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If money was no problem, what would you get??

Discussion in 'QUESTIONS & ANSWERS (Get Help Fast Here!)' started by samthedog, Sep 27, 2013.

  1. samthedog

    samthedog Norway Active User Active Member

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    So you have won the lottery, now what machines would you buy? You can be as ambitious as you like.

    For me I think I would buy a Schaublin 150 lathe:

    scha10.jpg

    And a Schaublin 22 milling machine:

    img_0012.jpg

    So what about you folks? Let your imaginations run wild!!!

    Paul.

    scha10.jpg img_0012.jpg
     
  2. wrmiller

    wrmiller Chief Tinkerer H-M Supporter-Premium

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    I have already had this daydream. :)

    As I am quite happy with my little SB, I'd probably get the SB1037F 16x40 lathe and the SB1027F mill. Those would be big enough to allow me to do long gun building. And then I'd need everything else to go along with it: surface grinder, media blaster, buffer room, welder, etc.

    sb1037f.jpg
    sb1027f.jpg
     

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    Last edited: Sep 28, 2013
  3. CNC Dude

    CNC Dude United States Active User Active Member

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    I think the machines would come second. First thing would be to get me a couple of acres, build me a nice home with a fancy kitchen to keep my wife entertained and then a whooping awesome detached building with at least 1500 SQFT to hold my shop.

    OK, now for tools. I think I would get the Grizzly catalog and look for some of the most expensive tools they offer. On the other hand, I already have a CNC mill (a tormach PCNC1100) and I just love all the stuff I can do with it, so I guess a CNC lathe would also come in handy. Tormach has been venting the idea of a CNC lathe for a few years and have been making an excellent job of drooling us to death with videos and such. When it will be available and how much will it cost is kind of an unknown, but with a few millions I guess I could enhance my chances of getting one of the first units.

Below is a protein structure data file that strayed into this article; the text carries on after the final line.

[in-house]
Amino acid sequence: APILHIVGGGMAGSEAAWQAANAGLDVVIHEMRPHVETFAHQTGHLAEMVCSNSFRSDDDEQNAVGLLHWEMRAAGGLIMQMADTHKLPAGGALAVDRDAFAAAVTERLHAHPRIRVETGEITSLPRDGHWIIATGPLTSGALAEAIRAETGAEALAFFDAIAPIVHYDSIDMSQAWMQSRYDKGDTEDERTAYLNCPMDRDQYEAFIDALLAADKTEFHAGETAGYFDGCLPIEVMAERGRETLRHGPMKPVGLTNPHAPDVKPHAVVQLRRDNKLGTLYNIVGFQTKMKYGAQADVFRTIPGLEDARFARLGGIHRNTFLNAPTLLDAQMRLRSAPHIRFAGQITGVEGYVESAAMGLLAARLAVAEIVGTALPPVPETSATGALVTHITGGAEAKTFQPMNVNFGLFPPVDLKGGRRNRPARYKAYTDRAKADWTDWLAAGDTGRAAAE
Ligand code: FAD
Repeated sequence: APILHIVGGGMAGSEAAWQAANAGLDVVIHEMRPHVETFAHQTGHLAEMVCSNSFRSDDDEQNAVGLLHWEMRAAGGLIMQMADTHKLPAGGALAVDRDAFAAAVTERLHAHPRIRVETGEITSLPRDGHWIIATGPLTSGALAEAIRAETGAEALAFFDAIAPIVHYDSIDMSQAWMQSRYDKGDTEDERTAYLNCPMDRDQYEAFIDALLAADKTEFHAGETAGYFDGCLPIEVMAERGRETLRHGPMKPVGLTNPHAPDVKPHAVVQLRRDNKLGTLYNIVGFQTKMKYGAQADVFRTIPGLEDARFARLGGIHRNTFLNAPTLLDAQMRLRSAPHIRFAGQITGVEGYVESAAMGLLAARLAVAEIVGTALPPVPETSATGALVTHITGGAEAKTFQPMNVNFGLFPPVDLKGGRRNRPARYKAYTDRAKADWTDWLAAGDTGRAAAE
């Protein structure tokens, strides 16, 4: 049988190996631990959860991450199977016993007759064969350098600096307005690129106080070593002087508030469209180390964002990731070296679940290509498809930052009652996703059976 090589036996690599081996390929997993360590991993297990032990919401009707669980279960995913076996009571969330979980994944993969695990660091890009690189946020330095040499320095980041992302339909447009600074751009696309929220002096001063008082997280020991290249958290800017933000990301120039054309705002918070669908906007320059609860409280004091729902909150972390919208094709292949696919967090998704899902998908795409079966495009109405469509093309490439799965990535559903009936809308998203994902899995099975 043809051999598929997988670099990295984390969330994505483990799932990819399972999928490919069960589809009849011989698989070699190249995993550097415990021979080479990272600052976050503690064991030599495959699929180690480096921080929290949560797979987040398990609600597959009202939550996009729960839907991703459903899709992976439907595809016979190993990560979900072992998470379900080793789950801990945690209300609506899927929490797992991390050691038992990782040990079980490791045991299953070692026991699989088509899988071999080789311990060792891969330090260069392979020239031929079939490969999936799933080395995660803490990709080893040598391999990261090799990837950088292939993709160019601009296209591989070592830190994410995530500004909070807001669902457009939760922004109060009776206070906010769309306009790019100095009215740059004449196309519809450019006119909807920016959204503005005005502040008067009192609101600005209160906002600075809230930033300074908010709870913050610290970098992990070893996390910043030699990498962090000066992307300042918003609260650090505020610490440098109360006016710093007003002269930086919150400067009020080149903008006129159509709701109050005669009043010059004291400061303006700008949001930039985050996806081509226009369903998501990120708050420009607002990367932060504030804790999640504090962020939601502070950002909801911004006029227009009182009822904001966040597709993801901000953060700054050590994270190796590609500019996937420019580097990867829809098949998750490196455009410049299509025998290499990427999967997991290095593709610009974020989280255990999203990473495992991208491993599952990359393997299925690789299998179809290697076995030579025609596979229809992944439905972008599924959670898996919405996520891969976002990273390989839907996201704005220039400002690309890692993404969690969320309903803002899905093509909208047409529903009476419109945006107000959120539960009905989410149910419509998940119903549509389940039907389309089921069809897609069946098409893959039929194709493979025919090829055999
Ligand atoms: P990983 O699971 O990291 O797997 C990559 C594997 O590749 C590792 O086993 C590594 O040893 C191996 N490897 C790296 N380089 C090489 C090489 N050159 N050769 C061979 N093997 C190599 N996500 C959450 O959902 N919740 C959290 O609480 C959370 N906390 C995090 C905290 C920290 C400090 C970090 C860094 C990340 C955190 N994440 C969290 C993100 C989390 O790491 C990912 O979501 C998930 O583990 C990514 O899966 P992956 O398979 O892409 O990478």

The millions are quite hard to come by, though... Ahhh! Day dreaming! the wonders you make on our puny brains...
     
  4. November X-ray

    November X-ray United States Active User Active Member

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    All I can think of is money was no problem, I'd buy a new butt because mine has a crack in it and the way it's been dragging lately I'm pretty sure I've worn a hole in it. (okay, just kidding as it was in humor, albeit poor humor)

    Actually if money were no problem, I'd start a non profit organization that took "at risk" people and teach them to be machinist, welders, electricians, carpenters, etc. etc. and take jobs on for cost. I'd have a large tract of land that would have a large central classroom/shop with housing for singles and families and make it mandatory that all persons attend multiple classes on varying disciplines including home economics, managing a budget, math and other technical lessons in order to become self sufficient and productive in society. They would receive a small wage and room and board, of course drug and alcohol testing would be mandatory as well as attending certain social functions. The only caveat would be once a person becomes self sufficient, I'd ask that they help teach others for a period of time and pay it forward!

    Now if only I could win a few hundred million from the lottery, because I see no other way I would become that wealthy honestly!
     
  5. Rbeckett

    Rbeckett Platinum Rest In Peace